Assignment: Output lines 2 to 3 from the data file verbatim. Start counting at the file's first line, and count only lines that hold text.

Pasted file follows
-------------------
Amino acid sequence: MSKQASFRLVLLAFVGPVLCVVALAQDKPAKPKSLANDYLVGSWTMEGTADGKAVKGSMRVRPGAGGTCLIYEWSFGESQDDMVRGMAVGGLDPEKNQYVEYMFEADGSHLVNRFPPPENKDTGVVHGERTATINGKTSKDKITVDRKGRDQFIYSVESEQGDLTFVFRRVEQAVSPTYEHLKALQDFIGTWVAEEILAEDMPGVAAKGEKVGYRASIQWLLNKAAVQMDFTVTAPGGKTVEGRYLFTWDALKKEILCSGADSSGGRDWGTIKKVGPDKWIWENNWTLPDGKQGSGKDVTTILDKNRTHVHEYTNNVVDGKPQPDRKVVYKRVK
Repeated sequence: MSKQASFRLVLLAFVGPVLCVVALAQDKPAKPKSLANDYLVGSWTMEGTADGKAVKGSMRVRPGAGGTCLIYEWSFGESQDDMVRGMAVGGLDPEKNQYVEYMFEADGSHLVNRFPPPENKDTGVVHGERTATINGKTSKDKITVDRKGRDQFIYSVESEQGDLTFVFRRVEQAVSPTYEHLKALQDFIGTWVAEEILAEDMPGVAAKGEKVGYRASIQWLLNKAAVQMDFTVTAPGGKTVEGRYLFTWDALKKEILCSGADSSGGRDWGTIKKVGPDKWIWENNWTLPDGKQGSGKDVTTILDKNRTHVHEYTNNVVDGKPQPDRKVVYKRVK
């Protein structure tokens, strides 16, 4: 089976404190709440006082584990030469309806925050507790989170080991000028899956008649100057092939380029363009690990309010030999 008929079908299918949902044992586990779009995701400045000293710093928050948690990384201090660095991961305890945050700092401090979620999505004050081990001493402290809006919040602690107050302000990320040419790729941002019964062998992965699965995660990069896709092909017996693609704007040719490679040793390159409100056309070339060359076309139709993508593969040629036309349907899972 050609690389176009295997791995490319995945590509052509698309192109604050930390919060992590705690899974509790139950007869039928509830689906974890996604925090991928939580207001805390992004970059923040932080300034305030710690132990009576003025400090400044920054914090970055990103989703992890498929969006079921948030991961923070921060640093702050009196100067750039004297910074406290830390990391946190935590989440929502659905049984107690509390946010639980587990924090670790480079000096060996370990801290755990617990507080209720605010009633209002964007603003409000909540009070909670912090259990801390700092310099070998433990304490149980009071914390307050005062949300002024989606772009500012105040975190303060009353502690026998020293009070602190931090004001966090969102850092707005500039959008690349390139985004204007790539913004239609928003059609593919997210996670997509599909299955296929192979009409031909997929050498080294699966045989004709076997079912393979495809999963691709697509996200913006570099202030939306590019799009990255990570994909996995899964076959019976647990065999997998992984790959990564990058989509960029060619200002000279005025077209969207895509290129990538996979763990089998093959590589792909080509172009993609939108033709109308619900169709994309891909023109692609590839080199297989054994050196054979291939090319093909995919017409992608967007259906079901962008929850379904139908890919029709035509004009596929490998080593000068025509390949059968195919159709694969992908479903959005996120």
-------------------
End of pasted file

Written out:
Repeated sequence: MSKQASFRLVLLAFVGPVLCVVALAQDKPAKPKSLANDYLVGSWTMEGTADGKAVKGSMRVRPGAGGTCLIYEWSFGESQDDMVRGMAVGGLDPEKNQYVEYMFEADGSHLVNRFPPPENKDTGVVHGERTATINGKTSKDKITVDRKGRDQFIYSVESEQGDLTFVFRRVEQAVSPTYEHLKALQDFIGTWVAEEILAEDMPGVAAKGEKVGYRASIQWLLNKAAVQMDFTVTAPGGKTVEGRYLFTWDALKKEILCSGADSSGGRDWGTIKKVGPDKWIWENNWTLPDGKQGSGKDVTTILDKNRTHVHEYTNNVVDGKPQPDRKVVYKRVK
């Protein structure tokens, strides 16, 4: 089976404190709440006082584990030469309806925050507790989170080991000028899956008649100057092939380029363009690990309010030999 008929079908299918949902044992586990779009995701400045000293710093928050948690990384201090660095991961305890945050700092401090979620999505004050081990001493402290809006919040602690107050302000990320040419790729941002019964062998992965699965995660990069896709092909017996693609704007040719490679040793390159409100056309070339060359076309139709993508593969040629036309349907899972 050609690389176009295997791995490319995945590509052509698309192109604050930390919060992590705690899974509790139950007869039928509830689906974890996604925090991928939580207001805390992004970059923040932080300034305030710690132990009576003025400090400044920054914090970055990103989703992890498929969006079921948030991961923070921060640093702050009196100067750039004297910074406290830390990391946190935590989440929502659905049984107690509390946010639980587990924090670790480079000096060996370990801290755990617990507080209720605010009633209002964007603003409000909540009070909670912090259990801390700092310099070998433990304490149980009071914390307050005062949300002024989606772009500012105040975190303060009353502690026998020293009070602190931090004001966090969102850092707005500039959008690349390139985004204007790539913004239609928003059609593919997210996670997509599909299955296929192979009409031909997929050498080294699966045989004709076997079912393979495809999963691709697509996200913006570099202030939306590019799009990255990570994909996995899964076959019976647990065999997998992984790959990564990058989509960029060619200002000279005025077209969207895509290129990538996979763990089998093959590589792909080509172009993609939108033709109308619900169709994309891909023109692609590839080199297989054994050196054979291939090319093909995919017409992608967007259906079901962008929850379904139908890919029709035509004009596929490998080593000068025509390949059968195919159709694969992908479903959005996120």